Why we invested in Swap
ONEVC led Swap’s Seed Round, with the participation of GFC, SOMA Capital, Brad Flora (Y Combinator Partner), a.b.seed, Flourish Ventures, Rhombuz, Patrick Sigrist (Co-founder of iFood), and others. We are excited to partner with the team and support the company’s mission to develop the basic infrastructure for fintechs on an API.
The rise of fintechs and new regulations by the Central Bank have accelerated the need for basic infrastructure for banking, transfer, lending, and payment processing (also known as BaaS, or, Banking-As-A-Service). We believe the incumbents are underserving the market with outdated solutions, long implementation cycles, and high costs. In this post, we will share why we are excited to partner with Swap.
How Swap was started:
Doug and Ury were in leadership positions at 99 when they envisioned Swap. By that time, they were trying to find a partner that could help 99 pay the drivers on a debit card and provide better integration for payments. As Doug Storf describes:
“At 99, we wanted to use a payments infrastructure provider to gain more control over the payment flow targeting an increase in user access to the platform, an improvement in the experience, and a reduction in the operational cost. However, we only found legacy providers that had outdated technology, long implementation cycles, high costs. None of them had a broad range of solutions to serve us.”
Looking at the ecosystem around, Ury Rappaport realized that 99 was not the only player demanding better infrastructure for fintechs and marketplaces.
“New fintechs were booming, and embedded payments were emerging among marketplaces and retailers, but there was no one ready to support them”
With this, they decide to create Swap and bring an incredible tech team around them.
Why ONEVC loves API/Infrastructure businesses:
ONEVC likes to invest in basic infrastructure based on APIs for three reasons.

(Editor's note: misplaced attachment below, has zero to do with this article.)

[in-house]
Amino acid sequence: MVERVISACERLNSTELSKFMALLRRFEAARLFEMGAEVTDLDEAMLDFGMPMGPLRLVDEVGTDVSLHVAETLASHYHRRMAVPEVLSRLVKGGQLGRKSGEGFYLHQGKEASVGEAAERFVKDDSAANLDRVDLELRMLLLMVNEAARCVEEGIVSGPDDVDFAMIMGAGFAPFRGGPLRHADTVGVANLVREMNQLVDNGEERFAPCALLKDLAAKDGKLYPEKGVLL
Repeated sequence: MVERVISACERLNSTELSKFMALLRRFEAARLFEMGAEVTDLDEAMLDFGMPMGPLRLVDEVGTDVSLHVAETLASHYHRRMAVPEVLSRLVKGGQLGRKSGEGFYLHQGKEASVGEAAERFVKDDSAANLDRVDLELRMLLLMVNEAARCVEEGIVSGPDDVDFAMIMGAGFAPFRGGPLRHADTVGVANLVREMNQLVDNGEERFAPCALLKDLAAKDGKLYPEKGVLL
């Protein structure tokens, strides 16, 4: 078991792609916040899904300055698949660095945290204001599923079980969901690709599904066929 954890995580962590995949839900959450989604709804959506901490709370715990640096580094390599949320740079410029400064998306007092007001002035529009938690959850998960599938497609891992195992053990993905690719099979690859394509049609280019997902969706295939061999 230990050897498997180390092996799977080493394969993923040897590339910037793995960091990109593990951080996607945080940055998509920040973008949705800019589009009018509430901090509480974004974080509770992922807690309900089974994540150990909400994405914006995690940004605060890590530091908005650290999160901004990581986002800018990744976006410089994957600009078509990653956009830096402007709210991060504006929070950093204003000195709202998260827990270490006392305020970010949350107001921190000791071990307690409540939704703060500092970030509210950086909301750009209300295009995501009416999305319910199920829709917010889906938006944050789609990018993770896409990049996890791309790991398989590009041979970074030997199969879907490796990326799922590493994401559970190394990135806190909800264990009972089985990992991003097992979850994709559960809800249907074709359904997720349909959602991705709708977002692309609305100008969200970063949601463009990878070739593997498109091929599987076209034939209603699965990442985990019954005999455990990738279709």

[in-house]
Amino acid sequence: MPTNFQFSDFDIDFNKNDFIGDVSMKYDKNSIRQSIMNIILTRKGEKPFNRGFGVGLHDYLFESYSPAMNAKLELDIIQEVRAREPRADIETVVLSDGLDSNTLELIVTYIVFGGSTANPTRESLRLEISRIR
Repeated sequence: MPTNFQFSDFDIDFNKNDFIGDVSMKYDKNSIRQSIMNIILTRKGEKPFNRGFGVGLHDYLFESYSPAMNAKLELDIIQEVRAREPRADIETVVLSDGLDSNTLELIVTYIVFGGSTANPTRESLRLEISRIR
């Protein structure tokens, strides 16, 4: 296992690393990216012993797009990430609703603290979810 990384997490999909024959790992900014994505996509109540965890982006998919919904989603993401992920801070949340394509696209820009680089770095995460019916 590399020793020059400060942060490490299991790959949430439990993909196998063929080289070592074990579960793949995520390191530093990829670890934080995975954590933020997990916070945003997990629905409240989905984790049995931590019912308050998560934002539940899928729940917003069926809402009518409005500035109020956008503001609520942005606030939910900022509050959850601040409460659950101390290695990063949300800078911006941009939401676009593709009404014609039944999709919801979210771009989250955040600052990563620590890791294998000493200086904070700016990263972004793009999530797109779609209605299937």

1) APIs are easy to sell and implement: it is often the case that APIs will be adopted by the tech team on the client side, without the need for so much a phone call or visit from a sales representative. Once the customer’s development implements the solution, which can sometimes happen in as little as a few hours, usage begins and revenues can start slowly trickling in. The fact that APIs can be easy sell and implement also makes for a low cost of acquiring customers.
2) Go to market is simple: selling into other tech startups are a great go-to-market strategy for an early-stage infrastructure player. From the customer side (fintechs), a fast implementation without upfront costs and transparent billing “on-demand” is the only choice. Incumbents largely miss the boat on the opportunity to serve small, scrappy tech teams that need things to “just work” and be affordable before scaling. Being able to meet these needs opens up an attractive and overlooked segment of the market.
3) API companies tend to scale quickly: the compounding effect of being able to acquire lots of small customers who are high growth companies in their own right cannot be understated.
4) An API is an index: By investing in the basic infrastructure for fintechs, we are not betting on a specific fintech player, but on the growth of an entire category that has strong tailwinds. Since we believe many technology companies in LATAM will ultimately turn into fintech companies (or at least have a very significant fintech component), investing in a finance infrastructure API is a great way to tie your success to the success of the ecosystem as a whole.
However, we are very confident that the fintech category will thrive. By investing in the basic infrastructure for fintechs, we are not betting on a specific fintech player, but on the tailwind of the entire category.
As a side note, we already saw the potential of good tailwinds on APIs. ONEVC’s portfolio also includes Idwall, which provides background checks as a service, and Rightfoot, which offers APIs for student debt payments in the United States.
Others reasons that got us excited:
1) An amazing team with complementary knowledge: Among the founding team and senior management, we saw a mix of skills that is top in the category: (1) knowledge on the client-side at 99; (2) six years as a technical co-founder of GuiaBolso; (3) knowledge on the incumbent side having served similar clients; (4) knowledge on the regulatory side, having participated on regulations for Stone and integrations with Visa/Amex/Mastercard; (5) former Chief Security Officer on a public financial company. Additionally, Alexandre Takinami, the third co-founder and CTO at Swap, understands the needs of the DevOps on the client-side.